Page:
The Annual Frank K. Kelly Lecture on Humanity’s Future was established by the Nuclear Age Peace Foundation in 2001. Frank K. Kelly was a founder and senior vice president of the Foundation. His career included being a journalist, a soldier, a Neiman Fellow, a speechwriter for Harry Truman, assistant to the US Senate Majority Leader, and vice president of the Center for the Study of Democratic Institutions.
Beyond all of his achievements, Frank had a remarkable faith in humanity and its future. He lived with a spirit of optimism and hope. He was a visionary advocate for humanity and inspired many people through his writing and example to take action on behalf of humanity. The Nuclear Age Peace Foundation and many of Frank’s friends sought to honor him by establishing the Frank K. Kelly Annual Lecture on Humanity’s Future. The lecture will be given annually by a distinguished individual and will be widely disseminated.
Frank Kelly passed away on June 11, 2010, one
day before his 96th birthday. See Frank's
tribute page which includes numerous articles and photos.
Nominate a Speaker for the next Frank K. Kelly Lecture!
The 12th Annual Frank K. Kelly Lecture on Humanity's Future was delivered on February 8, 2013, by Dennis Kucinich. The title of the lecture was "Restoring Hope for America's Future through Developing a Culture of Peace."
Dennis Kucinich is a passionate and articulate leader for peace and disarmament. He led an effort in Congress to establish a U.S. Department of Peace. He was also an early supporter of the nuclear abolition movement. During his 16 years in Congress, he was a spokesperson for U.S. participation in many disarmament treaties, including the Biological and Chemical Weapons Conventions. He was an advocate for the U.S. joining the International Criminal Court and a driving force in the effort to stop the U.S. from attacking Iraq. He also led the efforts in Congress to end the wars in Iraq and Afghanistan.
Dr. Daniel Ellsberg delivered the 2012 Frank K. Kelly Lecture on humanity's Future on
February 23, 2012 at the Lobero Theatre in Santa Barbara, CA.
The title of the lecture was "Nuclear Weapons and Humanity's Future."
Daniel Ellsberg is widely known for leaking the Pentagon Papers to the press in 1971. He also worked as a nuclear weapons strategist for the U.S. government for many years. Ellsberg’s story has been recounted in the 2010 Oscar-nominated documentary, The Most Dangerous Man in America, and in his book Secrets: A Memoir of Vietnam and the Pentagon Papers.
Commander Robert Green (Royal Navy, Ret.) delivered the 2011 Frank K. Kelly Lecture on humanity's Future on
February 17, 2011 at Santa Barbara City College's Fé Bland Forum.
The title of the lecture was "Breaking Free from Nuclear Deterrence."
Commander Green is the author of a recent book entitled Security Without Nuclear Deterrence.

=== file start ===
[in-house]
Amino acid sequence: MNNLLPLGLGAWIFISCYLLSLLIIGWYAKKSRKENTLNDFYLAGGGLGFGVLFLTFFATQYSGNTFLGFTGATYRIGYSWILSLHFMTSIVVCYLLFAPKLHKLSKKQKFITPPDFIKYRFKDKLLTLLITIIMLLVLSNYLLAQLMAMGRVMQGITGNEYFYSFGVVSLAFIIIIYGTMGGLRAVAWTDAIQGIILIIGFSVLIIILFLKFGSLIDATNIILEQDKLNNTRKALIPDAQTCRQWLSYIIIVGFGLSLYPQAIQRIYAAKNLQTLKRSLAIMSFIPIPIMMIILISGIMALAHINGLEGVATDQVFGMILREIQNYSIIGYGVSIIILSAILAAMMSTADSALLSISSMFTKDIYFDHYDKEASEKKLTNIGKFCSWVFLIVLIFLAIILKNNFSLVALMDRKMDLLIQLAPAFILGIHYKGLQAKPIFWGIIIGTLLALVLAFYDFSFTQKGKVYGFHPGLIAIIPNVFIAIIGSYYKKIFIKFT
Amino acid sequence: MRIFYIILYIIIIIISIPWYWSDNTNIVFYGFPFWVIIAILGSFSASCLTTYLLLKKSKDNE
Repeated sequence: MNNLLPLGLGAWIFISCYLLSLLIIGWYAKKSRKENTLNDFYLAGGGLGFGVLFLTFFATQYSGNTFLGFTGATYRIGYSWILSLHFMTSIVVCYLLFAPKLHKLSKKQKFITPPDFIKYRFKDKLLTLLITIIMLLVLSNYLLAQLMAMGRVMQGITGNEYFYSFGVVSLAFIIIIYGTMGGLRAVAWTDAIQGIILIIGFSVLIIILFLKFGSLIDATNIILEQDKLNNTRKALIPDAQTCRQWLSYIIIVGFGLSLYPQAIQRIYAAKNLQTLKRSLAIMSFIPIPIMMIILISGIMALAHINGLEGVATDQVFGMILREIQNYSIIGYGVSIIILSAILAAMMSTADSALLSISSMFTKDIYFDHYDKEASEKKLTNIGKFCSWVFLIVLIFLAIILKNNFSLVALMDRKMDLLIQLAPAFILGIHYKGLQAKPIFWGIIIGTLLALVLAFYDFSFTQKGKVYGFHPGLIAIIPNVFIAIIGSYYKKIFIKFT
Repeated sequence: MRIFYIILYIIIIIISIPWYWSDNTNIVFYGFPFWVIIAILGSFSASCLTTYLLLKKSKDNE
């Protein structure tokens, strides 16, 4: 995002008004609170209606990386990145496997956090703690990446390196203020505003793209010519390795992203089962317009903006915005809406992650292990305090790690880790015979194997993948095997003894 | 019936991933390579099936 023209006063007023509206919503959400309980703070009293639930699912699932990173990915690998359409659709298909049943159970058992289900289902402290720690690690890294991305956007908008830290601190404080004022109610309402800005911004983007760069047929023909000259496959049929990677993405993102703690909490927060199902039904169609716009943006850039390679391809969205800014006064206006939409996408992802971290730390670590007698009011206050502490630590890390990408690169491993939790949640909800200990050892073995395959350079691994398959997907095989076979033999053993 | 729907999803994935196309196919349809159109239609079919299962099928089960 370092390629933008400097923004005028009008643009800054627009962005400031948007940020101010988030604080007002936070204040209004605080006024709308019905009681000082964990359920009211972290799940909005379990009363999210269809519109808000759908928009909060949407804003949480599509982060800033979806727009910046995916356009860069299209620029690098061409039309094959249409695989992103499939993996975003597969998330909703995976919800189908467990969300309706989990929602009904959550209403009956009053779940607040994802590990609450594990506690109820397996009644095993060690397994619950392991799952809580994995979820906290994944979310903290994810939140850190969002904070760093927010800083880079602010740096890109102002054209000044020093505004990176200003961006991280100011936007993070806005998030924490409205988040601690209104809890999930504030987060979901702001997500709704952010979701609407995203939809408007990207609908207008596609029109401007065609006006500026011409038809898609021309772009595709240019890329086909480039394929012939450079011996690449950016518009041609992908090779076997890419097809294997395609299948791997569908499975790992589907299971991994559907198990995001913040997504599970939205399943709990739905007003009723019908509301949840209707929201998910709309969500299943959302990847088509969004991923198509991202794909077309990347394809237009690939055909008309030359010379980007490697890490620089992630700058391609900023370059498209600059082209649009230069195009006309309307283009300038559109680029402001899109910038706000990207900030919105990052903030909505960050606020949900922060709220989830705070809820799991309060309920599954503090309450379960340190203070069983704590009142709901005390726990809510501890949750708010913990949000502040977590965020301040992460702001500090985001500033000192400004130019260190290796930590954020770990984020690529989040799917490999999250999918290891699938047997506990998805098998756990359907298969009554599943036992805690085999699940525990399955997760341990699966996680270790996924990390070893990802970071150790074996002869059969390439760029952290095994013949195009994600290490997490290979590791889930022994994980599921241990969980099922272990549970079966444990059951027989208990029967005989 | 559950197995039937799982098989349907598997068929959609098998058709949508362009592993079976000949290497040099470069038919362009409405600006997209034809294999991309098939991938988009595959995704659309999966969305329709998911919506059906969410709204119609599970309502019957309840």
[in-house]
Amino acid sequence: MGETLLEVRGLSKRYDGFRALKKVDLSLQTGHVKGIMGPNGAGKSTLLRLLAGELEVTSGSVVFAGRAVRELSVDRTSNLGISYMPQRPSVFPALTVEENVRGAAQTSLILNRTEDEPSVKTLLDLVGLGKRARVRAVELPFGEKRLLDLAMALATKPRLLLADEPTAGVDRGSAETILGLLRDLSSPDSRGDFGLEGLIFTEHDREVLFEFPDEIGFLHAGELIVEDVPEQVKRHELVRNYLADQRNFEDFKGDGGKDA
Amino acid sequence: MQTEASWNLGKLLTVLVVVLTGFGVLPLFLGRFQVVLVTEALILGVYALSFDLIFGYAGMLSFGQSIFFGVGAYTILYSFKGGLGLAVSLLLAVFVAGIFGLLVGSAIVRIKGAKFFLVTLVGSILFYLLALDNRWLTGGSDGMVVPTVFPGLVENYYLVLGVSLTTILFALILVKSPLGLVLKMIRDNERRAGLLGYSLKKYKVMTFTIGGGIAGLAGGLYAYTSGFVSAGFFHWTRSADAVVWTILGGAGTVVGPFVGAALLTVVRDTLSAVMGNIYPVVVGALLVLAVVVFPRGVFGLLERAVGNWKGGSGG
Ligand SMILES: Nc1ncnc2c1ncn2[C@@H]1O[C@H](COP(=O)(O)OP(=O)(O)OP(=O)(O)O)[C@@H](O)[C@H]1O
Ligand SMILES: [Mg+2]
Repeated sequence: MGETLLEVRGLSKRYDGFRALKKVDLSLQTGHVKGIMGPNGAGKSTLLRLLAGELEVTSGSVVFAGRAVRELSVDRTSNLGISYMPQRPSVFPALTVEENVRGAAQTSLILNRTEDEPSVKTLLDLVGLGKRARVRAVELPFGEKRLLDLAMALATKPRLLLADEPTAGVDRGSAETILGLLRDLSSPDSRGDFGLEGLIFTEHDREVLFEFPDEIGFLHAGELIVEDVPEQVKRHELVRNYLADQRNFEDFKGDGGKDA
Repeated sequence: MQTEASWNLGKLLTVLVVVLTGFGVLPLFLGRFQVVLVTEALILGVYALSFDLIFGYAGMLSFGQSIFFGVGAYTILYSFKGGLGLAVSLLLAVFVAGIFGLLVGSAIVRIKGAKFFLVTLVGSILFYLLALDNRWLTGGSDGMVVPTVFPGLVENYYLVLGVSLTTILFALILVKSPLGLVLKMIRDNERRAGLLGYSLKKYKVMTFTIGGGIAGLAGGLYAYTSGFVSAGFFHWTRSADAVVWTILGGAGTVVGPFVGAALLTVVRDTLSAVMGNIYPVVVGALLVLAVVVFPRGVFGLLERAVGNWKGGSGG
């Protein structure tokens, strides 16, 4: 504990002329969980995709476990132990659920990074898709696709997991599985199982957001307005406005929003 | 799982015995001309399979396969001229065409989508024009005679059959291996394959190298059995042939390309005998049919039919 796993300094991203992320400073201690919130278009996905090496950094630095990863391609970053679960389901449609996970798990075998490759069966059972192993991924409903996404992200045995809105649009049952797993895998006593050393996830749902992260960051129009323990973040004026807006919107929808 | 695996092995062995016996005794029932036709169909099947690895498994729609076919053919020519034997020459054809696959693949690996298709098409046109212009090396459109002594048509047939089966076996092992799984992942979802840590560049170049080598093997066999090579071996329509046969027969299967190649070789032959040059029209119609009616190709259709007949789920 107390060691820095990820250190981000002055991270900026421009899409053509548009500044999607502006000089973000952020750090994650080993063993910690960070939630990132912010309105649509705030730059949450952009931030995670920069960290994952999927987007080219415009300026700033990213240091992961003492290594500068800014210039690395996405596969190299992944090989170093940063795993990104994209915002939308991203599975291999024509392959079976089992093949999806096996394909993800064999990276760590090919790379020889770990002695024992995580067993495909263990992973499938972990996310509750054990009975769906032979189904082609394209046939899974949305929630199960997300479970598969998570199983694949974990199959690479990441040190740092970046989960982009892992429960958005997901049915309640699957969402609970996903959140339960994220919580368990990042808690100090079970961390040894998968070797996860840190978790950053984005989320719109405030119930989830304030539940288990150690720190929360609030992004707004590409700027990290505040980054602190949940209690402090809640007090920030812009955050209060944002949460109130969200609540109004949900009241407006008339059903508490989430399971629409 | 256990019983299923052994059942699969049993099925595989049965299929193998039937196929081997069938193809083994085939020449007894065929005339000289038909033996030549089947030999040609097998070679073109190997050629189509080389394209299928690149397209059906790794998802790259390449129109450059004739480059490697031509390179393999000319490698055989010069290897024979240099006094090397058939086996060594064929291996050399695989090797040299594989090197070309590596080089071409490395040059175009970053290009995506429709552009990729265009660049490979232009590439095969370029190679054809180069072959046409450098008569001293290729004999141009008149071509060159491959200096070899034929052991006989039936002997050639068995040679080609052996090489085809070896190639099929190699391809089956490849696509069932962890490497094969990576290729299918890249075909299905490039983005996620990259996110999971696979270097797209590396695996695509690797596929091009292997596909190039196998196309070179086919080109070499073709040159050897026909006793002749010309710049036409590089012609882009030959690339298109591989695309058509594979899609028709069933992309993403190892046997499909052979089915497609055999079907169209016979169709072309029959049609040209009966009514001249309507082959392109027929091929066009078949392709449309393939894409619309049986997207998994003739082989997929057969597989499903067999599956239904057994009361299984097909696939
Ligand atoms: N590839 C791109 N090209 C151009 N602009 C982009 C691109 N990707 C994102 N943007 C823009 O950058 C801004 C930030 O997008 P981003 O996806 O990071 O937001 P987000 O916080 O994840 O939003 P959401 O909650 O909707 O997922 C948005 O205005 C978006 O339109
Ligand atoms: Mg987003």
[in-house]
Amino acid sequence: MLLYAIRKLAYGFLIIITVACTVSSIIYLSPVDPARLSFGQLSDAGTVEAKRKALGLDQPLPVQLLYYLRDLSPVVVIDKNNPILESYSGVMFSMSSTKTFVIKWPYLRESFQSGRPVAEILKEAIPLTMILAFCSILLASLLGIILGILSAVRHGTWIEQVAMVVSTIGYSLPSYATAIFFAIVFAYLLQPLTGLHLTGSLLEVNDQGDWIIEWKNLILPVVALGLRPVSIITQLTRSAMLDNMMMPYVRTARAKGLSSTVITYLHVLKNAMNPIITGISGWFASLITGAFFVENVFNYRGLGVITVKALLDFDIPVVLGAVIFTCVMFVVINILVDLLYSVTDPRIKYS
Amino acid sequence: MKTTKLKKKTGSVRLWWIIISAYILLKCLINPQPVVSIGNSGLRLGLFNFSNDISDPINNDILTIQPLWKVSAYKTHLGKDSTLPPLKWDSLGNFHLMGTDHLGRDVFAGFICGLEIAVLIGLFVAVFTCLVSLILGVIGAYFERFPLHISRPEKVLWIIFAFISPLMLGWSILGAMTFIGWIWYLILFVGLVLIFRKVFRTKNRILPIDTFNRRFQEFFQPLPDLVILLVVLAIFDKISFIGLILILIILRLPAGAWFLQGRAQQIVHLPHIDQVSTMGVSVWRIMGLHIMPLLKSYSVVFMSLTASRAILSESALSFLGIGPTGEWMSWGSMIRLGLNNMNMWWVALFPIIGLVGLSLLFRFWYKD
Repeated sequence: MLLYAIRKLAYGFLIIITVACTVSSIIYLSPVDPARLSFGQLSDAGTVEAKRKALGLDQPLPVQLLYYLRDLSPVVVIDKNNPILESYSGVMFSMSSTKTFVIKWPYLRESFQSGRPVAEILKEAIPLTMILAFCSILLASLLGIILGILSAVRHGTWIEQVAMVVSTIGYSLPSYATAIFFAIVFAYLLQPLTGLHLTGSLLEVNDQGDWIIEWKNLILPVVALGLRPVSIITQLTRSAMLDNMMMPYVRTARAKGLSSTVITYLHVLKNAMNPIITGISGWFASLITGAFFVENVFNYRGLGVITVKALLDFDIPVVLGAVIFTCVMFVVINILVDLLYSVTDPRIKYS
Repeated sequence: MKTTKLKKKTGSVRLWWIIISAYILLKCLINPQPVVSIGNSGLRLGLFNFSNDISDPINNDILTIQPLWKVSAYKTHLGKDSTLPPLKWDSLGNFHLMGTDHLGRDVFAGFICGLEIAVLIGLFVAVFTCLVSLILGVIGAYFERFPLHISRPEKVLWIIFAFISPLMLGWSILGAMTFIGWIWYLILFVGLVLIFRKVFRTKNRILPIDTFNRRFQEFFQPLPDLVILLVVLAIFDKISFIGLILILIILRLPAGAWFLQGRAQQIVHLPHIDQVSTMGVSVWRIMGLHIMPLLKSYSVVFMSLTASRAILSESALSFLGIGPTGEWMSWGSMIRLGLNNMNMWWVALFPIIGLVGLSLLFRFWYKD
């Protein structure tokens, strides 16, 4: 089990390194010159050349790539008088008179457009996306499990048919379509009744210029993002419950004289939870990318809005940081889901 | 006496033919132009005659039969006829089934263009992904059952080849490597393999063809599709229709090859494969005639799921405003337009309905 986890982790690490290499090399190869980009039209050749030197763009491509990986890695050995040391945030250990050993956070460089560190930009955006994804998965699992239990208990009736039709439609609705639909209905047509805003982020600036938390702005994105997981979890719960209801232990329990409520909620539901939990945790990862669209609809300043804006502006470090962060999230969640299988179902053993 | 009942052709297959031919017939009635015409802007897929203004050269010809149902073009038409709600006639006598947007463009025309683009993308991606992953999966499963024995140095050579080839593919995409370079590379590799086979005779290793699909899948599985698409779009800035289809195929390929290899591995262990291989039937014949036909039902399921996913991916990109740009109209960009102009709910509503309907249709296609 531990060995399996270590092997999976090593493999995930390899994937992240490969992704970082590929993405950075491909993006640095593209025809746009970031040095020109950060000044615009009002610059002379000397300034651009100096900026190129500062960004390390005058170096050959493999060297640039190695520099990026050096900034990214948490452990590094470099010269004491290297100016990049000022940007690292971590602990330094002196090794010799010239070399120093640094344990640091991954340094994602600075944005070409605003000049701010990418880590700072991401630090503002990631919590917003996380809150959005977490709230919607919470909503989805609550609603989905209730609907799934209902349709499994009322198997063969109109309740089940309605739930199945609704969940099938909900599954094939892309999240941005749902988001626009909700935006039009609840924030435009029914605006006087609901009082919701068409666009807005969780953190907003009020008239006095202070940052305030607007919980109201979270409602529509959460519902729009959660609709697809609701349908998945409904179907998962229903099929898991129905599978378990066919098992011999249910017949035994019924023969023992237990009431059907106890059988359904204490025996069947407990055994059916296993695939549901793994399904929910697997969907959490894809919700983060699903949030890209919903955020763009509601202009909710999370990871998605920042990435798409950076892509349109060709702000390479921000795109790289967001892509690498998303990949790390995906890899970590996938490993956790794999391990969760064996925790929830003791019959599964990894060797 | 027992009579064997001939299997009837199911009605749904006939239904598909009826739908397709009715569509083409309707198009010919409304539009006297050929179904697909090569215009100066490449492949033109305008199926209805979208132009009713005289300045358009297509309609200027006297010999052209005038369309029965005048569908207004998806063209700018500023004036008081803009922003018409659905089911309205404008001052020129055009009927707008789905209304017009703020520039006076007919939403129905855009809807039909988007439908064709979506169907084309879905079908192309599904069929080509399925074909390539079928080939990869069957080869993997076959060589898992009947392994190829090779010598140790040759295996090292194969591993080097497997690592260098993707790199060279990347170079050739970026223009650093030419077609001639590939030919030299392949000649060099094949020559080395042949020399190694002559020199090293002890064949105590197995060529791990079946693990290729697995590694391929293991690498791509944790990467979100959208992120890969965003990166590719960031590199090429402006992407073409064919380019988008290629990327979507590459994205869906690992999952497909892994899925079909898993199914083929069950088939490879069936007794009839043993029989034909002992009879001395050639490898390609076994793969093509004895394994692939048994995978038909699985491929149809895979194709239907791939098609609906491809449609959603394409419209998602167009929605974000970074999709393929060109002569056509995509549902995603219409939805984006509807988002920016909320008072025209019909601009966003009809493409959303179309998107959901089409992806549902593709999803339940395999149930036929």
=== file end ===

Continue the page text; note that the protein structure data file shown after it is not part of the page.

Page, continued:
As a bombardier-navigator in the British Royal Navy, Commander Green was involved in many flights with nuclear weapons on board.
After thinking critically about the human and environmental consequences of using such weapons,
Commander Green began developing his philosophy of national security without reliance on nuclear weapons.
Ambassador Max Kampelman, chief arms control negotiator for President Reagan with the Soviet
Union, gave the 9th Annual Frank K. Kelly Lecture on Humanity’s Future in February 2010 at Santa Barbara City College.
The lecture, entitled “Zero Nuclear Weapons for a Sane and
Sustainable World,” is the product of Ambassador Kampelman's rich experience as a lawyer, diplomat and educator.
In his lecture, Kampelman says, "I am convinced that zero nuclear weapons must be our immediate civilized goal."
Renowned author and activist Frances Moore Lappé gave a rousing lecture in February 2009 at La Casa de Maria in Montecito, CA. Her lecture was titled "Living Democracy, Feeding Hope." In it, she outlines a concept she calls "thin democracy" or the lack of healthy participation that gives rise to the failure to adequately distribute the resources needed for all people to live sustainably on the planet.
The standing room-only crowd was very moved by the lecture, and a lively question and answer session followed.
One of the country’s premier peace educators came to Santa Barbara in February, and his message was clear:
Unless we teach our children peace, someone else will teach them violence.
Colman McCarthy is an adjunct professor at Georgetown
University Law Center. In addition, he teaches classes
at three Washington DC high schools. He wrote columns for
the Washington Post for 28 years and founded the
Center for Teaching Peace in 1985. The title of his talk was “Teach Peace,” where he called for a significant change in our educational
McCarthy believes peace studies should be part of the
core curriculum. He believes the philosophy of peace
the writings of great peace leaders and non-violent conflict
resolution should be part of a very practical,